Topical corticosteroids are sometimes used to treat the dermatitis around chronic leg ulcers. However, this use may be associated with a higher occurrence of local hypersensitivity reactions and an increased risk of local infection.
Visual disturbance may be reported with systemic and topical corticosteroid use. If a patient presents with symptoms such as blurred vision or other visual disturbances, the patient should be considered for referral to an ophthalmologist for evaluation of possible causes which may include cataract, glaucoma or rare diseases such as central serous chorioretinopathy (CSCR) which have been reported after use of systemic and topical corticosteroids.
There have been a few reports in the literature of the development of cataracts in patients who have been using corticosteroids for prolonged periods of time. Although it is not possible to rule out systemic corticosteroids as a known factor, prescribers should be aware of the possible role of corticosteroids in cataract development.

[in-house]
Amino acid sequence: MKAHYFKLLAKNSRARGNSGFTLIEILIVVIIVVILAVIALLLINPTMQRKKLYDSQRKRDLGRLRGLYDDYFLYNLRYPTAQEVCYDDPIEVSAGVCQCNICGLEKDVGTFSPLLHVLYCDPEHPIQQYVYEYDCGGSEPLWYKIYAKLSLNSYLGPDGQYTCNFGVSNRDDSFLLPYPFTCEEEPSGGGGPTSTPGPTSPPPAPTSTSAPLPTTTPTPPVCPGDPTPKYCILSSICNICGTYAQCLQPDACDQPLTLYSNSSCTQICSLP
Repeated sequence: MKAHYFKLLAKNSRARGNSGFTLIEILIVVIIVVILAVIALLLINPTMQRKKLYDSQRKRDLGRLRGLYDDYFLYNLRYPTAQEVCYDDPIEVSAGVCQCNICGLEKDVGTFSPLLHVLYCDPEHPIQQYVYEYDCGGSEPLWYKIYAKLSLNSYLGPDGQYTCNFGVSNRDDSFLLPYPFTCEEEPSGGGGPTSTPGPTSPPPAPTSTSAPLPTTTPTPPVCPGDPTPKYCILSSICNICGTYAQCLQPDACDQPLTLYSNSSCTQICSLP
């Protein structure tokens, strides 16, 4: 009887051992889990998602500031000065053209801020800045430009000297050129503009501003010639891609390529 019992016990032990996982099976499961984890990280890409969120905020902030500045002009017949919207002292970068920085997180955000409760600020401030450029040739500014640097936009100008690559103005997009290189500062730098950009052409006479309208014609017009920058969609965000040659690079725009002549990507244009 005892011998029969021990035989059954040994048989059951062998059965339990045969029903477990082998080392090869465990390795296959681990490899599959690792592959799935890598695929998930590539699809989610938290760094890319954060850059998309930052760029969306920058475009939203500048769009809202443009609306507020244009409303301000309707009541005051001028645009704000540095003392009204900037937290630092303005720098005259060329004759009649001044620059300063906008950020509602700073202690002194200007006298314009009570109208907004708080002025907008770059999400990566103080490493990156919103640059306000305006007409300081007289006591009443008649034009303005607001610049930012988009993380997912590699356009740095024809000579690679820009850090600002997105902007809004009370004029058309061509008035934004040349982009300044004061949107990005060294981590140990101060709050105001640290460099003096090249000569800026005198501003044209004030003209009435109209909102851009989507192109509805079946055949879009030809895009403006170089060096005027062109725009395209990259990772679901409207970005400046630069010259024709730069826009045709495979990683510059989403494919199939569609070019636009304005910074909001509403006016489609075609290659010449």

Instruct patients not to smoke or go near naked flames - risk of severe burns. Fabric (clothing, bedding, dressings etc) that has been in contact with this product burns more easily and is a serious fire hazard. Washing clothing and bedding may reduce product build-up but not totally remove it.
Audavate RD Cream contains cetostearyl alcohol which can cause local skin reactions (e.g. contact dermatitis) and chlorocresol which may cause allergic reactions.
Co-administered drugs that can inhibit CYP3A4 (e.g. ritonavir, itraconazole) have been shown to inhibit the metabolism of corticosteroids leading to increased systemic exposure. The extent to which this interaction is clinically relevant depends on the dose and route of administration of the corticosteroids and the potency of the CYP3A4 inhibitor.